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Looking for concurrent disease in hyperthyroid cats undergoing treatment

Nussbaum LK, Scavelli TD, et al. Abdominal ultrasound examination findings in 534 hyperthyroid cats referred for radioiodine treatment between 2007-2010. J Vet Intern Med. 2015; 29:1069-1073.

Hyperthyroidism is the most commonly identified endocrine disease in cats, affecting primarily middle-aged to older cats. The prevalence of concurrent disease in these cats is unknown. One prior study of hyperthyroid cats indicated 14% had renal disease and 54% had cardiac disease at the time of their initial diagnosis. Another study reported diabetes mellitus occurring in upwards of 5.8% of hyperthyroid cats and an additional study noted the prevalence of urinary tract infections was 12% in hyperthyroid cats. In untreated hyperthyroid cases, the complications most commonly associated are renal disease, heart disease and hypertension.

The authors’ objective in this study was to determine the prevalence of concurrent abdominal disease using abdominal ultrasound examination (AUS) in hyperthyroid cats referred for radioactive iodine treatment (RIT). They also planned to use this information to determine whether the requirement for an abdominal ultrasound examination prior to RIT is justified. At the authors’ institution and other locations, cats undergoing RIT for hyperthyroidism are routinely screened first by AUS. The purpose of AUS is to identify concurrent diseases with clinical signs that overlap with hyperthyroidism and to rule out if any concurrent disease may limit the lifespan of the treated cat.

There were 534 cats meeting the inclusion criteria for this study. Their median age was 12.0 years. The most common clinical sign was weight loss followed in descending order by increased appetite, vomiting, increased thirst and urination, and lost or decreased appetite. At the time of diagnosis, the median total T4 concentration for all the cats in the study was 8.4 mg/dL. The study was a retrospective one where the following data was collected: age, breed, sex, body weight, clinical signs, total T4, serum blood urea nitrogen (BUN) concentration, serum creatinine concentration, urine specific gravity, AUS results, and biopsy or cytology (or both) results.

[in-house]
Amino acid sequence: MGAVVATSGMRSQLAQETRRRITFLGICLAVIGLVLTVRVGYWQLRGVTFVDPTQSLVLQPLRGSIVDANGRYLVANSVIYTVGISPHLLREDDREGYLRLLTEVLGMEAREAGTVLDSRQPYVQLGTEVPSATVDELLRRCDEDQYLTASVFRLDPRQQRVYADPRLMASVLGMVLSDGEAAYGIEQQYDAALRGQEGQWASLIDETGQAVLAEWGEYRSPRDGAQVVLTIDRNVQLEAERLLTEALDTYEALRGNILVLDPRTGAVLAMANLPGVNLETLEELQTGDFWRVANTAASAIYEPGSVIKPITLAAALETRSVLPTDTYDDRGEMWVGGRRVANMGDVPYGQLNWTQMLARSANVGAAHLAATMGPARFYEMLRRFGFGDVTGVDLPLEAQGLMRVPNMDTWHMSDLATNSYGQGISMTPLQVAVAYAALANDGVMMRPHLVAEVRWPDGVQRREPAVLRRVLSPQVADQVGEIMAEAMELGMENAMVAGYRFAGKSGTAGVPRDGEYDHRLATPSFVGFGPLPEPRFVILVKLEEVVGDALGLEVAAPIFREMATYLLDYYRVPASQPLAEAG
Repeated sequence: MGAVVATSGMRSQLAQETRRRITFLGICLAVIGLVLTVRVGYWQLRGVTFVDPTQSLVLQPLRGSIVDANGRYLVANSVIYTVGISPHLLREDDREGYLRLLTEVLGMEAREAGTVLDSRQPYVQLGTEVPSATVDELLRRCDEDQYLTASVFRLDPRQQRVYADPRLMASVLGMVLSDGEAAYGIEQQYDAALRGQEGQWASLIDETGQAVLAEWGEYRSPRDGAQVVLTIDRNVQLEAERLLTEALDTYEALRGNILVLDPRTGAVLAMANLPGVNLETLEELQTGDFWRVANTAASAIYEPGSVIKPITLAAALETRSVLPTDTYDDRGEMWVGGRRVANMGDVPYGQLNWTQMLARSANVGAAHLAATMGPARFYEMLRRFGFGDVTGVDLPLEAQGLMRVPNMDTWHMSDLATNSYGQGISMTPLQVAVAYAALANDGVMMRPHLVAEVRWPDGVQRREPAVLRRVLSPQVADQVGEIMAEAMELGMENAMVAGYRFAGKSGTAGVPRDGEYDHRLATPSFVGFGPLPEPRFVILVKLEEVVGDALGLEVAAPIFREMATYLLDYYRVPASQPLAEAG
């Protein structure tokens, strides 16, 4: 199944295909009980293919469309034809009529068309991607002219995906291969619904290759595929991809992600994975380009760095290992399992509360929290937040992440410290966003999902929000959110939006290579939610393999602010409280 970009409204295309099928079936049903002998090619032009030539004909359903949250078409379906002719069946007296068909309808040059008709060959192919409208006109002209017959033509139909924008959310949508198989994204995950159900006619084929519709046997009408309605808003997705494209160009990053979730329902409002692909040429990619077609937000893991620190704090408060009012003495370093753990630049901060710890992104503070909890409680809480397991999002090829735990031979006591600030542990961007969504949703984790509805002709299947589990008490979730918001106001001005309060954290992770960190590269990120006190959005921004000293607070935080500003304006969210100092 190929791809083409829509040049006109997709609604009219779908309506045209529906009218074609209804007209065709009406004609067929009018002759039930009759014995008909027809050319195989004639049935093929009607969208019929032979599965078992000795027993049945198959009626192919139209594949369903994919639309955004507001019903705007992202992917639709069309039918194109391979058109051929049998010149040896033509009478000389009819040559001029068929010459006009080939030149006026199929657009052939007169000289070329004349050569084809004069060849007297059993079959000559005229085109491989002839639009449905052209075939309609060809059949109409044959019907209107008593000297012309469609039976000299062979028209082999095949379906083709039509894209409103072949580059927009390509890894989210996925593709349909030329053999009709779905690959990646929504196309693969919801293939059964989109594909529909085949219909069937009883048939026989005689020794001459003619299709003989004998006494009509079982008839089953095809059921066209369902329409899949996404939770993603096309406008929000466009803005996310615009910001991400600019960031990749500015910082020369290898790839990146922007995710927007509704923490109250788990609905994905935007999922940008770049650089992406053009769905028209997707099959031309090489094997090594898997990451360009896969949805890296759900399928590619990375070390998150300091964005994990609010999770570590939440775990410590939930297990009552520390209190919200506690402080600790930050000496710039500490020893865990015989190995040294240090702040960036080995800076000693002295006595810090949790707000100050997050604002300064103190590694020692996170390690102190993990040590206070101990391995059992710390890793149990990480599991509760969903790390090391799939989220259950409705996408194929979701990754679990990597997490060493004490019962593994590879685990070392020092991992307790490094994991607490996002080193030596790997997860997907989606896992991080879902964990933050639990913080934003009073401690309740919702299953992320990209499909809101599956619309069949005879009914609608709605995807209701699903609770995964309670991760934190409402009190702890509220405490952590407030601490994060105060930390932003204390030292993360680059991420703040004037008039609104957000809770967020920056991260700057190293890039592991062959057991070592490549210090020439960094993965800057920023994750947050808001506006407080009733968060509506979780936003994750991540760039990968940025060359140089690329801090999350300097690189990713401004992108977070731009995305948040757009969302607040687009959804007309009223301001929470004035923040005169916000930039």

Of the cats in the study, 12 (2.2%) of the 534 cats were not treated with RIT due to abnormalities found on AUS and cytology or biopsy results. Ten of these cats were determined to have malignant disease confirmed by fine needle aspirate or surgical biopsy. The remaining two cats had underlying urinary tract disease that the owners decided not to pursue treating the underlying disease or to undergo RIT. The prevalence of concurrent intra-abdominal disease in this population of cats referred for RIT based on the abdominal ultrasound examinations was 36.1%. Most of the abnormalities found on abdominal ultrasound were not considered significant to deter RIT. The most commonly identified ultrasound abnormalities in hyperthyroid cats referred for RIT were changes consistent with chronic kidney disease. Lymphoma was the most commonly identified malignancy of cats in the study.

The authors state the low prevalence of abnormal AUS findings in the referred population with hyperthyroidism supports a decision to not screen all hyperthyroid cats with AUS prior to RIT. The results also highlight the challenge of identifying cats with concurrent disease using their clinical presentation alone. The study’s findings support not requiring AUS screening prior to RIT in hyperthyroid cats. Their recommendation currently is to use AUS for cases where the suspicion of clinically relevant and serious disease is high.  (VT)

See also:
van Hoek I, Lefebvre HP, et al. Short- and long-term follow-up of glomerular and tubular renal markers of kidney function in hyperthyroid cats after treatment with radioiodine. Domest Anim Endocrinol. 2009 Jan;36(1):45-56.